Patience

A while ago my church was doing a series on the fruit of the Spirit, listed in Galatians 5:22-23. I did the sermon on patience, and below are the notes for this. The audio can be found at my church’s website. In addition to reading the list of the fruit in Galatians, we also read James 5:7-11, upon which the sermon is based. My broader approach to patience is based off Aquinas’s discussion in ST II-II Q136.

Be patient, therefore, brothers, until the coming of the Lord. See how the farmer waits for the precious fruit of the earth, being patient about it, until it receives the early and the late rains. You also, be patient. Establish your hearts, for the coming of the Lord is at hand. Do not grumble against one another, brothers, so that you may not be judged; behold, the Judge is standing at the door. As an example of suffering and patience, brothers, take the prophets who spoke in the name of the Lord. Behold, we consider those blessed who remained steadfast. You have heard of the steadfastness of Job, and you have seen the purpose of the Lord, how the Lord is compassionate and merciful. (James 5:7-11)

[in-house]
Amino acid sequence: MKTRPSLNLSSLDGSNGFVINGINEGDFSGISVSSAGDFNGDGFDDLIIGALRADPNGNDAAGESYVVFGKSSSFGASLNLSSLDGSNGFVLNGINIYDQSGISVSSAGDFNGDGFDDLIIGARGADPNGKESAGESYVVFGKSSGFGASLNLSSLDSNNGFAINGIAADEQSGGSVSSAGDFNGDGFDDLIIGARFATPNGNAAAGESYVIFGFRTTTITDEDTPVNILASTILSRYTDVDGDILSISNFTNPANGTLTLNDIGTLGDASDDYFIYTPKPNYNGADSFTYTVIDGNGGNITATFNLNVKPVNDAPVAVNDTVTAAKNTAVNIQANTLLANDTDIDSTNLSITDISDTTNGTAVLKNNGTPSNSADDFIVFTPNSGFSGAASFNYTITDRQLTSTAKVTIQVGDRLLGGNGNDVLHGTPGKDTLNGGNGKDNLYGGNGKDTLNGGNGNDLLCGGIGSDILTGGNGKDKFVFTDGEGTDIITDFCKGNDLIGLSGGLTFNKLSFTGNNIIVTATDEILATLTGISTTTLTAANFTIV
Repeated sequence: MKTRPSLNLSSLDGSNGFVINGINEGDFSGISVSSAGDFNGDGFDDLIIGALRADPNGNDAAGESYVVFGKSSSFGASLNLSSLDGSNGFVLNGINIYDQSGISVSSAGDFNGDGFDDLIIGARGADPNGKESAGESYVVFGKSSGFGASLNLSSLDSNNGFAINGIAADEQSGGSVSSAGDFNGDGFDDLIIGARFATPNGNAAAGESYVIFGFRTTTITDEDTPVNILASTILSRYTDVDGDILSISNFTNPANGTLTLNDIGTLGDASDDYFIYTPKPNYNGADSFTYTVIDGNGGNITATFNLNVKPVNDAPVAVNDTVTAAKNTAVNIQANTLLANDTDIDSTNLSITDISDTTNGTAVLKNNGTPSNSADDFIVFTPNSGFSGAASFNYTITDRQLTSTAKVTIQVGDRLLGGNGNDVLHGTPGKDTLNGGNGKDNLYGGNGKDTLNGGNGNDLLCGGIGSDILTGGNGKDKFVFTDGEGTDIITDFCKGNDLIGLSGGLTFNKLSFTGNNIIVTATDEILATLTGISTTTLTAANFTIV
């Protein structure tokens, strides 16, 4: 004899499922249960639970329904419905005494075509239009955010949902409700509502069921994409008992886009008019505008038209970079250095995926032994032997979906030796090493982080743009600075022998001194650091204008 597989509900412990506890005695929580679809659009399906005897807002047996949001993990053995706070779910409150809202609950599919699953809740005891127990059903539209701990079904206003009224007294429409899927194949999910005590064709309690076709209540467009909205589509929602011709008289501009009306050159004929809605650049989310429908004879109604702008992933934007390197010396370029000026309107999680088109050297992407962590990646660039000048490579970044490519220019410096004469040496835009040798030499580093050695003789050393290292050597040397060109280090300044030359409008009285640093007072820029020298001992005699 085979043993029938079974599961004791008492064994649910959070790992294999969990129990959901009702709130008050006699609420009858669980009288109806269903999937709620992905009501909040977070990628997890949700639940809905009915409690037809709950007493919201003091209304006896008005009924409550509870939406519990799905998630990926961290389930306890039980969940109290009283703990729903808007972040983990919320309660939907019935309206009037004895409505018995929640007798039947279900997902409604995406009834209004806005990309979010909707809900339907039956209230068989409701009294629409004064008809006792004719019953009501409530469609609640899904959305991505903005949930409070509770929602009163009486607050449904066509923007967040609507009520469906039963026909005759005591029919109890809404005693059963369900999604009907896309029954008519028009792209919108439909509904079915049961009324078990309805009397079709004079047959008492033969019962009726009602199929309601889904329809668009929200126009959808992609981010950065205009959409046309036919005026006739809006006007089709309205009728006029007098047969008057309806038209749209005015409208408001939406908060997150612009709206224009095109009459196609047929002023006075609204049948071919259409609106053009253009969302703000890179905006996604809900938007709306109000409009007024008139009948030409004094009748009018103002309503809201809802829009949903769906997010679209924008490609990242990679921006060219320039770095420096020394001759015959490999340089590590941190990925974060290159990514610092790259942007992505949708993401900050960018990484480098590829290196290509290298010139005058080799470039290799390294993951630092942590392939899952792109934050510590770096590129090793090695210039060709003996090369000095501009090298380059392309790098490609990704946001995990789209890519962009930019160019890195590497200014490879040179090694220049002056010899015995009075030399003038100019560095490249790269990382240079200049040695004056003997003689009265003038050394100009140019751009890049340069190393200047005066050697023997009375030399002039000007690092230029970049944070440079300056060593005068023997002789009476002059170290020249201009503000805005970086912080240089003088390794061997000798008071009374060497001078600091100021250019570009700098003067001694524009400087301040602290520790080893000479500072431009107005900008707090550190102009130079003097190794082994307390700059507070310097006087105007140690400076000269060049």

Introduction

One of the clearest messages in Scripture is that the people of God need to be patient. As we just saw in Galatians, Paul lists patience alongside things like love, goodness, and joy — which seem like pretty good things for Christians to have. Scripture often tells us that God’s people need to have endurance, steadfastness, or perseverance. It tells us to not dwell in anger, and it tells us to forgive one another. And a large chunk of God’s interactions with us is through him promising something and us having to wait for it.

But why should we be patient? How does patience follow from the gospel? And what is patience, actually? These are the questions we want to try and grapple with tonight.

There’s what we might call the “lazy” answer to these questions which is easy but ultimately unhelpful. It goes something like this: nice people are patient, Christians are supposed to be nice people, and so Christians are supposed to be patient. I say this is unhelpful because it tells us nearly nothing about patience, and doesn’t help us understand how patience flows from the gospel. So, let’s put that to one side and start over afresh.

Patience in general

Let’s start by trying to understand patience in general. In our passage James illustrates patience with the example of the farmer. The farmer sows the seed so that the ground will produce food. But he knows that this will not happen immediately. He knows that in order for the plant to produce this food, it needs to take in a number of rounds of rain, and this takes time. So he waits calmly without giving up. He keeps his composure. So patience is about keeping composure.